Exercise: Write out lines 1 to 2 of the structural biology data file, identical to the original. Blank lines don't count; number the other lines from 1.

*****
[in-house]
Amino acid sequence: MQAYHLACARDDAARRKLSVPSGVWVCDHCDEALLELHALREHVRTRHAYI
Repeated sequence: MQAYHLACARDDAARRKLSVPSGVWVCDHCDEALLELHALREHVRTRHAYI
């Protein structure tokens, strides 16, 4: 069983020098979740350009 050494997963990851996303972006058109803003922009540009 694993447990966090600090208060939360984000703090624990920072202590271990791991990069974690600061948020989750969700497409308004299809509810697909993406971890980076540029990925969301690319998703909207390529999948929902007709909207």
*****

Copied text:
[in-house]
Amino acid sequence: MQAYHLACARDDAARRKLSVPSGVWVCDHCDEALLELHALREHVRTRHAYI